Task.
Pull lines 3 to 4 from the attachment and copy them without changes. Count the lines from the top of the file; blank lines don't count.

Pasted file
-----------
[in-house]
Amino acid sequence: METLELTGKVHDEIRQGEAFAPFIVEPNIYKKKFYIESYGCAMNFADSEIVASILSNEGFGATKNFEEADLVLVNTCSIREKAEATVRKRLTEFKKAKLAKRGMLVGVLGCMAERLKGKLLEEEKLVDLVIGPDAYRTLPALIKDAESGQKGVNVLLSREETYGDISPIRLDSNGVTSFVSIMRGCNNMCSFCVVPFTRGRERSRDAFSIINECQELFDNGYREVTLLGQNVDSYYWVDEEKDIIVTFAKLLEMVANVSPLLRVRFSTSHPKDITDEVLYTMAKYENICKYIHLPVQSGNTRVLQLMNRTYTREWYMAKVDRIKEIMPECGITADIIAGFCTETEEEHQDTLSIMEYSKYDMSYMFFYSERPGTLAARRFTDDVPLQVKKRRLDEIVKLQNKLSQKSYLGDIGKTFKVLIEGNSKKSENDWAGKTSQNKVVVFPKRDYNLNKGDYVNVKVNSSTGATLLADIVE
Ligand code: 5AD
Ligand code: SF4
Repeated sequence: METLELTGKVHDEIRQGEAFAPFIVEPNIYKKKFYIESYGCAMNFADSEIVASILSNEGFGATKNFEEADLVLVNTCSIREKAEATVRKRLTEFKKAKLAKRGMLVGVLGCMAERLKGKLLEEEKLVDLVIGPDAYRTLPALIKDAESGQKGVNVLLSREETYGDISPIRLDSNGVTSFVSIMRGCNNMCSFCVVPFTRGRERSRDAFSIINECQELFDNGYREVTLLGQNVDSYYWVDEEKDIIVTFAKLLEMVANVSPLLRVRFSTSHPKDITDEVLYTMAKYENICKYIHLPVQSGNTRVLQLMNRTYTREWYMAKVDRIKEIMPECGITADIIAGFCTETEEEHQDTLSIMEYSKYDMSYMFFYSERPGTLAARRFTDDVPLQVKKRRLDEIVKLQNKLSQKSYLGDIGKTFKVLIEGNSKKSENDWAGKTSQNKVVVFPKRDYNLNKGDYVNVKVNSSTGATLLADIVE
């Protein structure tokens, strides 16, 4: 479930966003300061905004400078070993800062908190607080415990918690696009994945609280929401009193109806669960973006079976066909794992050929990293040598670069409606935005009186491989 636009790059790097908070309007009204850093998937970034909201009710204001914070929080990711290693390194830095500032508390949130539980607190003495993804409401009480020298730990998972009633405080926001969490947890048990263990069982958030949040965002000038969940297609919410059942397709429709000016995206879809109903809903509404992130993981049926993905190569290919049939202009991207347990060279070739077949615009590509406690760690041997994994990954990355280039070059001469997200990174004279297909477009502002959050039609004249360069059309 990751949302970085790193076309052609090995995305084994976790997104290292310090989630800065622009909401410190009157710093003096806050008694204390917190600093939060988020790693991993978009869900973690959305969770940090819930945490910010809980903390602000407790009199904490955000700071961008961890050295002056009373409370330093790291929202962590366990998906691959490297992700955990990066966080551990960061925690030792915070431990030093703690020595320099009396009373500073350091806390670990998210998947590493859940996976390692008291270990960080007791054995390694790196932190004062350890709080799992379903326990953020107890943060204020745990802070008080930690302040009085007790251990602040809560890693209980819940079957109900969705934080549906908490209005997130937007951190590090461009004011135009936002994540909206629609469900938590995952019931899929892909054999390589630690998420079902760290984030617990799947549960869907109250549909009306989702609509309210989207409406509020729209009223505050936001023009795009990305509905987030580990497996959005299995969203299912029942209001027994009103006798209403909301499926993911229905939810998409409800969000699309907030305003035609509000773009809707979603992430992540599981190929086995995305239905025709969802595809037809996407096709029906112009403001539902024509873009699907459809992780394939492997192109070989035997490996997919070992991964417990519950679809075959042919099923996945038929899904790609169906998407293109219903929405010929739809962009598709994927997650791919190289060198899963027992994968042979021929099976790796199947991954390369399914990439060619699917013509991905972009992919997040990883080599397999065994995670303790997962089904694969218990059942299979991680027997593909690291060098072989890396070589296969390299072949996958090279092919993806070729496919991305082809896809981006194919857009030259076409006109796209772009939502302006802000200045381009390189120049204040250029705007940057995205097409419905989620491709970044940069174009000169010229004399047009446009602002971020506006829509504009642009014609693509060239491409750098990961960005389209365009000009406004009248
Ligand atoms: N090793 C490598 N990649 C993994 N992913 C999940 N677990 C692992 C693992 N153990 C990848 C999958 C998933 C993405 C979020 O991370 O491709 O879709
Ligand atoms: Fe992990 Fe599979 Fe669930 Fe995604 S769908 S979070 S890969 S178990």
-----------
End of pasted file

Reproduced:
Ligand code: 5AD
Ligand code: SF4